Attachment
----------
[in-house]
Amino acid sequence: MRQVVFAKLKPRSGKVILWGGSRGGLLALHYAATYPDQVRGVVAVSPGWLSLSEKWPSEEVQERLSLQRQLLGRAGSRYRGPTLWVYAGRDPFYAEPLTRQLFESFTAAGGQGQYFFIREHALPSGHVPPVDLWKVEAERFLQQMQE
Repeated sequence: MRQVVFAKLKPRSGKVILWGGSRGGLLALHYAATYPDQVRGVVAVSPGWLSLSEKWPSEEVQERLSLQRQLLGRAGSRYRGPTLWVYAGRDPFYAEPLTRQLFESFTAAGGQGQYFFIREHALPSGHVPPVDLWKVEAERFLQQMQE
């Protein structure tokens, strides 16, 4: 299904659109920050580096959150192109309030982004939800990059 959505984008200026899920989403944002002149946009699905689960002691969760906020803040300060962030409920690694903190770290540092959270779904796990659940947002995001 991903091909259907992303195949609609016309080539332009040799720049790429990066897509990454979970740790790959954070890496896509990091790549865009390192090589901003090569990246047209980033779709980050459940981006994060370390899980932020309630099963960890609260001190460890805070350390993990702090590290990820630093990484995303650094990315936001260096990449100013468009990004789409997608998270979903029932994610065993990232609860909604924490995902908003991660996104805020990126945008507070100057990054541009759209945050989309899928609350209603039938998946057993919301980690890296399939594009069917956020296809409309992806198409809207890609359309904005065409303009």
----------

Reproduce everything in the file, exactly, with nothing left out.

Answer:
[in-house]
Amino acid sequence: MRQVVFAKLKPRSGKVILWGGSRGGLLALHYAATYPDQVRGVVAVSPGWLSLSEKWPSEEVQERLSLQRQLLGRAGSRYRGPTLWVYAGRDPFYAEPLTRQLFESFTAAGGQGQYFFIREHALPSGHVPPVDLWKVEAERFLQQMQE
Repeated sequence: MRQVVFAKLKPRSGKVILWGGSRGGLLALHYAATYPDQVRGVVAVSPGWLSLSEKWPSEEVQERLSLQRQLLGRAGSRYRGPTLWVYAGRDPFYAEPLTRQLFESFTAAGGQGQYFFIREHALPSGHVPPVDLWKVEAERFLQQMQE
């Protein structure tokens, strides 16, 4: 299904659109920050580096959150192109309030982004939800990059 959505984008200026899920989403944002002149946009699905689960002691969760906020803040300060962030409920690694903190770290540092959270779904796990659940947002995001 991903091909259907992303195949609609016309080539332009040799720049790429990066897509990454979970740790790959954070890496896509990091790549865009390192090589901003090569990246047209980033779709980050459940981006994060370390899980932020309630099963960890609260001190460890805070350390993990702090590290990820630093990484995303650094990315936001260096990449100013468009990004789409997608998270979903029932994610065993990232609860909604924490995902908003991660996104805020990126945008507070100057990054541009759209945050989309899928609350209603039938998946057993919301980690890296399939594009069917956020296809409309992806198409809207890609359309904005065409303009």